Viewers interested in documentary film and/or Academy Awards need to see David Itzkoff’s article in the New York Times of 10/3/12, “Flaws Seen in New Rules for Oscars.”  Itzkoff is writing about the documentary category, and the title speaks for itself.  He quotes objections to new procedures by Morgan Spurlock and Michael Moore.  I admire both filmmakers, but their objections strike me as objectionable as the procedures they are protesting.

     Anthony Breznican reports in the Entertainment Weekly recd. 10/5 that Seth MacFarlane has been chosen to be the host for what used to be a presentation of Academy Awards and is now television’s most vulgar variety show (vulgar in the oldest, broadest sense).  Breznican quotes producers Neil Meron and Craig Zadan on their expectations, and their remarks reveal no more respect for the show or the awards than Breznican apparently has despite the pretense by all three that they are worried about MacFarlane’s lack of taste.


From  The Great Moviemakers by George Stevens, Jr.  (cf.  POST on September 7 this year):  In his student days at the UCLA film school Paul Schrader “favored the fims of Robert Bresson, Yasujiro Ozu and Carl Dreyer.”  In 1972 the University of California Press published Schrader’s Transcendental Style in Film:  Ozu, Bresson, Dreyer, most recently available as a Da Capo reprint in 1988.  The Stevens book quotes Schrader:  “In many ways Taxi Driver is the struggling of a Bresson film through a Peckinpah kind of environment.”


“…the wide screen , finally, has gone a long way toward destroying the last pretenses of a meaningfully organized image.”  Rudolf Arnheim in Film as Art (University of California Press, 1958).

I would appreciate receiving comments  on this last quote.


See you at the movies,

One thought on “POTPOURRI

  1. My first response to the Arnheim quote is to think of that most American of movies, the Western. Scale is vital in conveying the size of America, and it is precisely that size that gives Westerns (and the Western landscape) its sublime quality. Thus, scale is crucial in a Western: the sweeping landscapes, the smallness of the characters in relation to their surroundings. The wide screen enhances that sense of scale because it conveys the enormity, both literal and metaphoric, of what characters experience in the Western landscape.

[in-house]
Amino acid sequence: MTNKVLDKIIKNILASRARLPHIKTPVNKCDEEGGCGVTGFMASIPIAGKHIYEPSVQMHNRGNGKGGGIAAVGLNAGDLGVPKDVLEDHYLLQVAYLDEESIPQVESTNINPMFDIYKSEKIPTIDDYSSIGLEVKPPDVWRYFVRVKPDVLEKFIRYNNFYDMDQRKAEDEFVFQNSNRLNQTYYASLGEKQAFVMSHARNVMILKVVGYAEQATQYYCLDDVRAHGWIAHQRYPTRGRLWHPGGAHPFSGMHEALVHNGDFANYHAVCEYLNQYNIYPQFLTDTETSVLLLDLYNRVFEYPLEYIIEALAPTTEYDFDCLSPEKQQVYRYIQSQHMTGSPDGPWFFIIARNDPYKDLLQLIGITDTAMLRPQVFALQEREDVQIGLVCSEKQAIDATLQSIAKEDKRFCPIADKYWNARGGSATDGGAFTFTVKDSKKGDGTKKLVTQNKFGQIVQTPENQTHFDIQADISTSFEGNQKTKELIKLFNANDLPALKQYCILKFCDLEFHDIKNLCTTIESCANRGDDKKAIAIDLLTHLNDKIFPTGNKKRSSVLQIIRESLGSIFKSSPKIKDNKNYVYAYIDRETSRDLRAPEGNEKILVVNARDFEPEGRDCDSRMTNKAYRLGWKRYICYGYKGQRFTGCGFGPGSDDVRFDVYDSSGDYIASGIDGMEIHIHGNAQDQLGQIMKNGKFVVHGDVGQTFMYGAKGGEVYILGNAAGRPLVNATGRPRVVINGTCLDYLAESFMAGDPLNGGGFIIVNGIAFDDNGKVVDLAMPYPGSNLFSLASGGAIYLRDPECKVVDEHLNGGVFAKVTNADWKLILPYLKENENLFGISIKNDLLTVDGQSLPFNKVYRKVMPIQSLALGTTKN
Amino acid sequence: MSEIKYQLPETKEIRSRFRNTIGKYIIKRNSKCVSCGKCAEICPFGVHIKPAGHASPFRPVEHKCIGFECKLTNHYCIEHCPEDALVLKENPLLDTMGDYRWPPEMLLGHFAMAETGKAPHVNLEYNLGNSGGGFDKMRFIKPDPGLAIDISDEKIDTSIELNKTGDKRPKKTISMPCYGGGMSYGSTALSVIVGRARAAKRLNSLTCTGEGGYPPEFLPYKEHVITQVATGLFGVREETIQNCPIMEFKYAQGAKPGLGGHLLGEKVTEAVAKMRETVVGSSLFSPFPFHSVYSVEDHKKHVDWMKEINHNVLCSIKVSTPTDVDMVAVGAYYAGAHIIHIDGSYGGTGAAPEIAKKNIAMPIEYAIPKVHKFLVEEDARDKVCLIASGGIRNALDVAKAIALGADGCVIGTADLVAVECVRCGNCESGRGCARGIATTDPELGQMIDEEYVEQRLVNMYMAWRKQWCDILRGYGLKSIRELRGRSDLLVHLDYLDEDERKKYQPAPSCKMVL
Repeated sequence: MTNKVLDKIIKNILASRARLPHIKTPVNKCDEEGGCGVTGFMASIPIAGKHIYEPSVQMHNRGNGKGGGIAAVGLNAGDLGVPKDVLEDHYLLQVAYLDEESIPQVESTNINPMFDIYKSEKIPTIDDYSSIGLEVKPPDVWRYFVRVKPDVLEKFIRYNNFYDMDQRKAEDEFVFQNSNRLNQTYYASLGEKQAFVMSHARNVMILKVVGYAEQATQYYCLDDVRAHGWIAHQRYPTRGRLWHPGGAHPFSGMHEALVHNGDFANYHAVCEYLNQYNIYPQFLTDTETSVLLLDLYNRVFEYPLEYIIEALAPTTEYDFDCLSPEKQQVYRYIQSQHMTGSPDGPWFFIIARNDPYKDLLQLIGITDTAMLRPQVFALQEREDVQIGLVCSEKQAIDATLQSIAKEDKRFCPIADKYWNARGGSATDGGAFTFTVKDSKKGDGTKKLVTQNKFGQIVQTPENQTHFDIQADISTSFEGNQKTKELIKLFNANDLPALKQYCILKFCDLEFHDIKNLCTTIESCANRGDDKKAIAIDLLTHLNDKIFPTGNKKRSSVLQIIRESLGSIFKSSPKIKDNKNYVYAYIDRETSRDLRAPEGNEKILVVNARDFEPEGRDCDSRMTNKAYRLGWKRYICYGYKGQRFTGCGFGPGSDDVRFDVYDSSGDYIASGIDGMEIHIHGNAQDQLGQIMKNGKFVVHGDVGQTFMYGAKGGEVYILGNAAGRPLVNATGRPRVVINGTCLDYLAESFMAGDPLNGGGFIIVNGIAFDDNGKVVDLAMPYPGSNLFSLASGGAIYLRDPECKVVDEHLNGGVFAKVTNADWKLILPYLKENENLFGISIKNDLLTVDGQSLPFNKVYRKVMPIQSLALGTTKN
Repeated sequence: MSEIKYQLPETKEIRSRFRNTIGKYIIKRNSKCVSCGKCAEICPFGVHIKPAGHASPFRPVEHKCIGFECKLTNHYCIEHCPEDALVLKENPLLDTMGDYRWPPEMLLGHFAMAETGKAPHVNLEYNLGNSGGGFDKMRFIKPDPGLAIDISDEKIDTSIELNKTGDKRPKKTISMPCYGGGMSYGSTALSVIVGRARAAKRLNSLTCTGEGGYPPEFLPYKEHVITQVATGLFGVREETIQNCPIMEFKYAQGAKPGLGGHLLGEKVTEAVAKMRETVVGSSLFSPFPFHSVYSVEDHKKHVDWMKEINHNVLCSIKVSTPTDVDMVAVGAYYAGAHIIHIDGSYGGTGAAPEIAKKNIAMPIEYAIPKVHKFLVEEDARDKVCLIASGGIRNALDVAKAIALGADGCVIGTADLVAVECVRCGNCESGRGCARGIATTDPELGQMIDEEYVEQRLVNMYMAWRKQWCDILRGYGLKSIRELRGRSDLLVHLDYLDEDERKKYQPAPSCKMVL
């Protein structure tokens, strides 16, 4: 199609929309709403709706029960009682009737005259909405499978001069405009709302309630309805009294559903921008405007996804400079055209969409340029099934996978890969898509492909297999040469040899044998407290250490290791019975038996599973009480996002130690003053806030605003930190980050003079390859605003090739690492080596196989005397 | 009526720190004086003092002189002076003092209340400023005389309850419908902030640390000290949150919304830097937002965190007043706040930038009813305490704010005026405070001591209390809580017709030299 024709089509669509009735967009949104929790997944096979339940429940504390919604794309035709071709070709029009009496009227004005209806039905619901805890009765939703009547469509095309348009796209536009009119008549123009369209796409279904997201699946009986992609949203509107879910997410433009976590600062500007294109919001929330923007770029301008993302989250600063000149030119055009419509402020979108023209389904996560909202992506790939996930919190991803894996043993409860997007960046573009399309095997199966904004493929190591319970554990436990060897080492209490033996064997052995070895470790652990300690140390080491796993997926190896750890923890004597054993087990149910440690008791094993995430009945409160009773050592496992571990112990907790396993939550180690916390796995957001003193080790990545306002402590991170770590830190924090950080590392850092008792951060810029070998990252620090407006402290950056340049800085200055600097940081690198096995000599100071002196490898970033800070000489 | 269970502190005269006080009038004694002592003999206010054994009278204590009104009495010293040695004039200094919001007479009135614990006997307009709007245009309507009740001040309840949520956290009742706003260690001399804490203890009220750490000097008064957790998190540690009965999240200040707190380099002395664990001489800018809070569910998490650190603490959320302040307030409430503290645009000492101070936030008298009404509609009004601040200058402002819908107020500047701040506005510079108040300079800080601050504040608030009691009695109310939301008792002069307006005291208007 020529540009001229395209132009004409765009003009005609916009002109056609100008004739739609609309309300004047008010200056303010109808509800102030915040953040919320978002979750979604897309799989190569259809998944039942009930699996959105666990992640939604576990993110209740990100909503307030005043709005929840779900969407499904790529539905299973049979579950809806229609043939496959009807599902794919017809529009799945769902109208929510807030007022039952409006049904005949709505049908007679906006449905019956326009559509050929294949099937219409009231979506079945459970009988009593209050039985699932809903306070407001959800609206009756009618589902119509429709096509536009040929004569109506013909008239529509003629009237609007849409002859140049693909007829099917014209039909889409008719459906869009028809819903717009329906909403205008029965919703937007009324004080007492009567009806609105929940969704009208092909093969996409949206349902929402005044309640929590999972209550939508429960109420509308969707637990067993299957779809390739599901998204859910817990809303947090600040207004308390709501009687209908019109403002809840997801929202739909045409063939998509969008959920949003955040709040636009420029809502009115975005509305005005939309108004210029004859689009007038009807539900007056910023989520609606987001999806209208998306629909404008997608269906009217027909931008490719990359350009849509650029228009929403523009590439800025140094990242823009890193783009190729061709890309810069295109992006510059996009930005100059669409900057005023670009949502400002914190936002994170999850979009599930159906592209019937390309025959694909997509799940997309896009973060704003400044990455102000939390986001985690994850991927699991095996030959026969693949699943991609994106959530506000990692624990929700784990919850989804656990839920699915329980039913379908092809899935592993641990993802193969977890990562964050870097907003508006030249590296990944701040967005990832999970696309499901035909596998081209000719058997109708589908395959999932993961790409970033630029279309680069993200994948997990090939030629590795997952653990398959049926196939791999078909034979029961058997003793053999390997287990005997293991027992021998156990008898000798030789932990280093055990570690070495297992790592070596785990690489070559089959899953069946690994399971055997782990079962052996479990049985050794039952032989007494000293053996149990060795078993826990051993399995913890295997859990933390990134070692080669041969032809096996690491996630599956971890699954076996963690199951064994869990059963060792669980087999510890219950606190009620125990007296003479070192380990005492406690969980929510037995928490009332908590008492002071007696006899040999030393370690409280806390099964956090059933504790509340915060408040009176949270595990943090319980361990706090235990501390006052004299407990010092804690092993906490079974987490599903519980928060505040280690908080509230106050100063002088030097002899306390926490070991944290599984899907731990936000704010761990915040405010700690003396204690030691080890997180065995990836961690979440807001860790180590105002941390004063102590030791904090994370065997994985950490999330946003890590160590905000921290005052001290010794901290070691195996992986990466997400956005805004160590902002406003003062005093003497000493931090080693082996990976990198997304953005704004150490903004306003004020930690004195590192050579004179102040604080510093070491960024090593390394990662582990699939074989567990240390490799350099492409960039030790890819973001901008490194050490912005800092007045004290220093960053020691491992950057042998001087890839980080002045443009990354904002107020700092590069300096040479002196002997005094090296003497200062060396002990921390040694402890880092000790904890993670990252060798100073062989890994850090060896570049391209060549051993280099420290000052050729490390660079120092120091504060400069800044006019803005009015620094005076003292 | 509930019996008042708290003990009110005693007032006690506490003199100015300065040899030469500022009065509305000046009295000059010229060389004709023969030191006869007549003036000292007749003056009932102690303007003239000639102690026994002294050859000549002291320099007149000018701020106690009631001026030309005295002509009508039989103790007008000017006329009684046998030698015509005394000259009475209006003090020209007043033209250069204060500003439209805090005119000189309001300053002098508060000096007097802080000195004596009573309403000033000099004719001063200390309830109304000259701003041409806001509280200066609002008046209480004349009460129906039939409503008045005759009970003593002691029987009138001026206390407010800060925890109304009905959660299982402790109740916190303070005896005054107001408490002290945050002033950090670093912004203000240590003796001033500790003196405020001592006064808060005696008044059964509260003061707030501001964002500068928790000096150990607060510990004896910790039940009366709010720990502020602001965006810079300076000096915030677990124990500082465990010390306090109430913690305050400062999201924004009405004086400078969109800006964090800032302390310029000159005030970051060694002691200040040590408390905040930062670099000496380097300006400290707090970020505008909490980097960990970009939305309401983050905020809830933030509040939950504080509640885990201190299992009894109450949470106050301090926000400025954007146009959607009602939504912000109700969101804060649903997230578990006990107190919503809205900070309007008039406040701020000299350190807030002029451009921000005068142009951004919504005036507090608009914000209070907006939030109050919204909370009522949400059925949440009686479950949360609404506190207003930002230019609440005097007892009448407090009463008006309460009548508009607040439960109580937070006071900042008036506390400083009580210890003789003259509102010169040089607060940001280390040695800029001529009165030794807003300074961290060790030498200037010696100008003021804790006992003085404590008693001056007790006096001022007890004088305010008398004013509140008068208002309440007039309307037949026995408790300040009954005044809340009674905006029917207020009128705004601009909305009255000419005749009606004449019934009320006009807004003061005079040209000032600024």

Arnheim’s idea of “order” in a shot is also fascinating to think about in terms of Westerns. The semiotics of a Western are about social order–whether it’s succeeding or failing–in contrast to the chaos of the Western space and its unruly inhabitants. And the tension between the search for order and the perhaps uncontrollable Western space is revealed in a language that viewers have come to recognize and understand–the way a wide screen shot frames the characters in their surroundings.

    I think in a way it’s a bit of a cheat for me to focus on such a specific genre in response to Arnheim’s statement, and I want to think more about it to see if I find his critique more applicable to other types of films, but I do think considering Westerns calls his claim into question. How much do the opening and closing shots of John Wayne framed in the small domestic space of the doorway in The Searchers affect the viewer if they are not balanced by the extreme long shots of Wayne and Jeffrey Hunter spending 5 years moving across the vast American West?

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